Indonesian Illuminated Manuscripts
Straddling the equator and bridging the Indian and Pacific Oceans, the Indonesian archipelago has been a crossroads for millennia, a place where not only West met East, but where indigenous societies traded as freely in knowledge as they did in pepper and cloves.
The richness of the archipelago's land and seas is mirrored in its linguistic wealth. Hundreds of distinct languages are to be found in Indonesia, and many ethnic groups have their own scripts and writing traditions, as well as distinctive writing materials and media. Yet Indonesian manuscripts are virtually unknown outside of Indonesia. Even scholars have only limited access to the tens of thousands of manuscripts in public and private collections in Indonesia and abroad. This is one reason why the SEADL project is so important.
In 1995, the Lontar Foundation of Jakarta published Illuminations: The Writing Traditions of Indonesia, the first comprehensive treatment in any language on the subject. All of the images in SEADL trace their origin to this publication which focuses on the development of the art of writing in Indonesia, beginning with the diffusion of Indic scripts and the creation of indigenous scripts as seen in early stone and copperplate inscriptions; classical Javanese writings and the Javanese manuscript tradition; the spread and influence of Arabic script and calligraphy and the illuminated book-form manuscripts of the Islamic tradition; the elaborate letters and seals of the Malay writing tradition; manuscripts from Aceh; the lontar, or palm-leaf manuscripts of Bali, Lombok and Sunda; Chinese manuscript literature in Indonesia; the diaries and cassette-like manuscripts of South Sulawesi; and the Batak traditions of Sumatra, including writings on bark, bone, and bamboo.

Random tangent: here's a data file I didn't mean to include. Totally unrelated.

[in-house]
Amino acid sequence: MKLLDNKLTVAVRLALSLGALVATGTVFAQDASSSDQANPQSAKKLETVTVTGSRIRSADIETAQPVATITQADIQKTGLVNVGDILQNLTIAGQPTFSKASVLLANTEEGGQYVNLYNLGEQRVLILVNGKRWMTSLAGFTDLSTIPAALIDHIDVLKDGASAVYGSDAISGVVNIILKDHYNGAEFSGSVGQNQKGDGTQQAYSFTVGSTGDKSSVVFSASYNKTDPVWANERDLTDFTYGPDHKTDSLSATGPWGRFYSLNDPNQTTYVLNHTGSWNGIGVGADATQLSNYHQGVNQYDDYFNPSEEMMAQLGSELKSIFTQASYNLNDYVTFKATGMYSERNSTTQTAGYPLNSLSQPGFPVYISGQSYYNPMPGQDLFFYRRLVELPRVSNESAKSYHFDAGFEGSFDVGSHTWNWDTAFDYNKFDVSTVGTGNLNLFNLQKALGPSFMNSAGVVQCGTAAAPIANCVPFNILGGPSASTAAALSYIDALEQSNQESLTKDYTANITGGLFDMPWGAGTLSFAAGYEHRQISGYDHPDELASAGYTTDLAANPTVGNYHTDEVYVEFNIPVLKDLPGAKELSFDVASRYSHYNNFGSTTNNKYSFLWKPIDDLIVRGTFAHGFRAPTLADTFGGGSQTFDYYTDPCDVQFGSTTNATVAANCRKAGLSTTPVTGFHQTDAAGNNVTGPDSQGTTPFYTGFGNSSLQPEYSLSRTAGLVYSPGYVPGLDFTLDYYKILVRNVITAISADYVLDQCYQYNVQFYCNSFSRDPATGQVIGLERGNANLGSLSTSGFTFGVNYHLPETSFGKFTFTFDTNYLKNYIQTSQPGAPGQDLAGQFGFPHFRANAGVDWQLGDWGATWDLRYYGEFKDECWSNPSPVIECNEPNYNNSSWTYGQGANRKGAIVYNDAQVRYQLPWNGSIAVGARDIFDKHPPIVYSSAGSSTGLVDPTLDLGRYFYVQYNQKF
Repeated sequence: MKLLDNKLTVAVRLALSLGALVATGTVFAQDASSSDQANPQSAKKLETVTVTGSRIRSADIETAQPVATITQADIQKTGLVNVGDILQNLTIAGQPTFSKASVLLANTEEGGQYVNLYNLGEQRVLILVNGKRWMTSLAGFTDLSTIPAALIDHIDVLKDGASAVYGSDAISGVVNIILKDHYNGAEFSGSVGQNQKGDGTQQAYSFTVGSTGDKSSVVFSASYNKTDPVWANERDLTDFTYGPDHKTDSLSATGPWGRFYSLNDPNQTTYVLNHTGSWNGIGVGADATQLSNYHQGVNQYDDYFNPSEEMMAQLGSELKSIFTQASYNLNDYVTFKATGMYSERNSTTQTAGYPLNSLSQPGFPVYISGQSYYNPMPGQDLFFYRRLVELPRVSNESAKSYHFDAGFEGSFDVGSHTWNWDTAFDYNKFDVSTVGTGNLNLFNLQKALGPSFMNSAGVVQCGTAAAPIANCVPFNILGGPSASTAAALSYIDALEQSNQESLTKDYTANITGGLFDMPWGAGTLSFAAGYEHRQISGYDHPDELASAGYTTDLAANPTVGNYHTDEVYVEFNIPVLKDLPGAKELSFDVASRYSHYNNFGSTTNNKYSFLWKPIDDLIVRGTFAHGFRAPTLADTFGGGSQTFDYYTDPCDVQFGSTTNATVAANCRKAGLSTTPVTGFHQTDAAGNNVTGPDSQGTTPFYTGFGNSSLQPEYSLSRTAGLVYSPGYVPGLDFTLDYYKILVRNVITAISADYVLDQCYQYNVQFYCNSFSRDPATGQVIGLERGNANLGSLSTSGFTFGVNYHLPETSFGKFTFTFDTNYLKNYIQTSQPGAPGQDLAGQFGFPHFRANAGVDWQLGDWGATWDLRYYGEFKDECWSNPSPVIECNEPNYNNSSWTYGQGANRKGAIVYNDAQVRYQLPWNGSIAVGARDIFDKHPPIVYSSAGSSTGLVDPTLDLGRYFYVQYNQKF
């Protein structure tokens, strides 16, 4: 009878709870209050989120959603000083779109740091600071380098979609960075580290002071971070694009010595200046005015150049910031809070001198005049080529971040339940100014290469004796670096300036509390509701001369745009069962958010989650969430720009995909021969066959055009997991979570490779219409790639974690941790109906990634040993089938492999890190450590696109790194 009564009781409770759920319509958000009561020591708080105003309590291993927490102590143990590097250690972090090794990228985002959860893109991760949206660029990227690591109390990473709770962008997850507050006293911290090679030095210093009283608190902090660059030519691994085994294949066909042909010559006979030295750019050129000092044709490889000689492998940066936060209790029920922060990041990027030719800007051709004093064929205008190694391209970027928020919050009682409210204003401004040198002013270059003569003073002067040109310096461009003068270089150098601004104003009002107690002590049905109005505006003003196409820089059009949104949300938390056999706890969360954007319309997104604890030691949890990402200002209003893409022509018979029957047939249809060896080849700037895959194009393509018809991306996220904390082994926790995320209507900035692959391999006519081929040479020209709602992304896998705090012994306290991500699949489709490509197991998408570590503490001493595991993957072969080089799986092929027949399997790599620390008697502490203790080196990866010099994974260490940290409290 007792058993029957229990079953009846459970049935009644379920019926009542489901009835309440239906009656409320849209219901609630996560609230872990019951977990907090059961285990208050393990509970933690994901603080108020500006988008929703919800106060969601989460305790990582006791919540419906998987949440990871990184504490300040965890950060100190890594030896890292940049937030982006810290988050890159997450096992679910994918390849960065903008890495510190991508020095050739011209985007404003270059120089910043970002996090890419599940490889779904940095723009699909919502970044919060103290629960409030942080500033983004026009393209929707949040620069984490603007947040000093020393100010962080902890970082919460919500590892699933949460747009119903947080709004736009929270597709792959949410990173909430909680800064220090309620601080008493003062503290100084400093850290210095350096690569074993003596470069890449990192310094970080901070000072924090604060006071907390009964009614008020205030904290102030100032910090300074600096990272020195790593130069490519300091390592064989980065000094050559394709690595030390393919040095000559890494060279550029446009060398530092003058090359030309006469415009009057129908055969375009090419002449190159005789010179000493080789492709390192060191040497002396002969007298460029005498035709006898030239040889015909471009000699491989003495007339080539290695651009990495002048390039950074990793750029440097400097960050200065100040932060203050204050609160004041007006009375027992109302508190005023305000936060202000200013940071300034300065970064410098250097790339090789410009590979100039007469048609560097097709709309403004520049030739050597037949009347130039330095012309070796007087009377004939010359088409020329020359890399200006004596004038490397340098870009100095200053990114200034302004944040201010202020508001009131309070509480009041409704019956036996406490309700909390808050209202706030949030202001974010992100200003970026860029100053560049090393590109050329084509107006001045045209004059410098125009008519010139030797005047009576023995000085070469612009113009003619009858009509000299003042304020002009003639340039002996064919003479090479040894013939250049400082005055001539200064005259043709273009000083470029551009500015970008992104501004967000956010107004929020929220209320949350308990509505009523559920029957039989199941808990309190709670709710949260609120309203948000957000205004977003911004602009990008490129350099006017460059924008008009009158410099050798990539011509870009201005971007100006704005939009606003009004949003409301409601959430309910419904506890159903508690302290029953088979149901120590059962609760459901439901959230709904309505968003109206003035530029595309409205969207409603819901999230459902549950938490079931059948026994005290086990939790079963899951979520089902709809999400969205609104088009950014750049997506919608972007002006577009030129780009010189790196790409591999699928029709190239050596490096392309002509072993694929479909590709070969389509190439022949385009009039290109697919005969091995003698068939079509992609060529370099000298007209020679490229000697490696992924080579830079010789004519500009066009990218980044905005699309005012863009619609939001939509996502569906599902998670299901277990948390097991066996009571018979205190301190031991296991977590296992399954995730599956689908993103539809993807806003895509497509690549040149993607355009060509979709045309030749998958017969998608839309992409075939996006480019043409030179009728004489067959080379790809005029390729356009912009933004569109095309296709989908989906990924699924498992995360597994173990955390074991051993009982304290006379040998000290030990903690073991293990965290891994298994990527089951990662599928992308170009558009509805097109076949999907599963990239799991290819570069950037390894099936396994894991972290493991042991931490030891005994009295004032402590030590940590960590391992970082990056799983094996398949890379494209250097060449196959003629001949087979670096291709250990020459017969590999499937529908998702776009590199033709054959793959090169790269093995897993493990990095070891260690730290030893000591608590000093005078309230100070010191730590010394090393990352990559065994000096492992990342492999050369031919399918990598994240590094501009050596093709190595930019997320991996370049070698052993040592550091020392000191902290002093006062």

Although as elsewhere in the world, the print revolution brought about a decline in the manuscript tradition. In Indonesia it remained alive long after it had died in the West. In fact illuminated manuscripts were being produced in Indonesia well into the twentieth century and in Bali, even today, the production of lontar palm-leaf manuscripts continues.
To read more about Indonesian manuscripts, read our essay, Writing Traditions of Indonesia, by Ann Kumar, Professor and Historian.